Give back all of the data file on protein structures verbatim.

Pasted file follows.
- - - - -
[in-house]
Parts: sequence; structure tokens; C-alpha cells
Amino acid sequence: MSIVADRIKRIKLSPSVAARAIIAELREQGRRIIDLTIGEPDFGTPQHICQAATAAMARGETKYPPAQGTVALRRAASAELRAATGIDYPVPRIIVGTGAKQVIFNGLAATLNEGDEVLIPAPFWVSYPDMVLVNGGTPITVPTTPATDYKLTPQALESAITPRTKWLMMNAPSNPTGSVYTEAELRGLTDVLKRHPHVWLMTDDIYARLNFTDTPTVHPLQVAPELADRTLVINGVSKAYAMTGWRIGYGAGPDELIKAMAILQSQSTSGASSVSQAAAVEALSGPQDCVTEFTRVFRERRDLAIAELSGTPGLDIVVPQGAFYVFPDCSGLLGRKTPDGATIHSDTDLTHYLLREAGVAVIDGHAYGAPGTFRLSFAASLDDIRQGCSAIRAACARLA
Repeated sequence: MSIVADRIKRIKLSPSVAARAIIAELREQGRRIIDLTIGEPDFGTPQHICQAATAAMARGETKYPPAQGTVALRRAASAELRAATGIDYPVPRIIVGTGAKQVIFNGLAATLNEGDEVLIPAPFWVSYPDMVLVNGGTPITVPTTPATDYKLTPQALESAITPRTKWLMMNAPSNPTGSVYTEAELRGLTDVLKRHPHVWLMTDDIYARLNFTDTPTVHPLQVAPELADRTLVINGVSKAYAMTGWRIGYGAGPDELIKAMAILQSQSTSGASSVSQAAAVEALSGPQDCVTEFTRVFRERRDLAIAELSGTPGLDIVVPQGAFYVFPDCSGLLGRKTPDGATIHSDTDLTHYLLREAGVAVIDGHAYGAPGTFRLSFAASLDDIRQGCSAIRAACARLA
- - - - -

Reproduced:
[in-house]
Parts: sequence; structure tokens; C-alpha cells
Amino acid sequence: MSIVADRIKRIKLSPSVAARAIIAELREQGRRIIDLTIGEPDFGTPQHICQAATAAMARGETKYPPAQGTVALRRAASAELRAATGIDYPVPRIIVGTGAKQVIFNGLAATLNEGDEVLIPAPFWVSYPDMVLVNGGTPITVPTTPATDYKLTPQALESAITPRTKWLMMNAPSNPTGSVYTEAELRGLTDVLKRHPHVWLMTDDIYARLNFTDTPTVHPLQVAPELADRTLVINGVSKAYAMTGWRIGYGAGPDELIKAMAILQSQSTSGASSVSQAAAVEALSGPQDCVTEFTRVFRERRDLAIAELSGTPGLDIVVPQGAFYVFPDCSGLLGRKTPDGATIHSDTDLTHYLLREAGVAVIDGHAYGAPGTFRLSFAASLDDIRQGCSAIRAACARLA
Repeated sequence: MSIVADRIKRIKLSPSVAARAIIAELREQGRRIIDLTIGEPDFGTPQHICQAATAAMARGETKYPPAQGTVALRRAASAELRAATGIDYPVPRIIVGTGAKQVIFNGLAATLNEGDEVLIPAPFWVSYPDMVLVNGGTPITVPTTPATDYKLTPQALESAITPRTKWLMMNAPSNPTGSVYTEAELRGLTDVLKRHPHVWLMTDDIYARLNFTDTPTVHPLQVAPELADRTLVINGVSKAYAMTGWRIGYGAGPDELIKAMAILQSQSTSGASSVSQAAAVEALSGPQDCVTEFTRVFRERRDLAIAELSGTPGLDIVVPQGAFYVFPDCSGLLGRKTPDGATIHSDTDLTHYLLREAGVAVIDGHAYGAPGTFRLSFAASLDDIRQGCSAIRAACARLA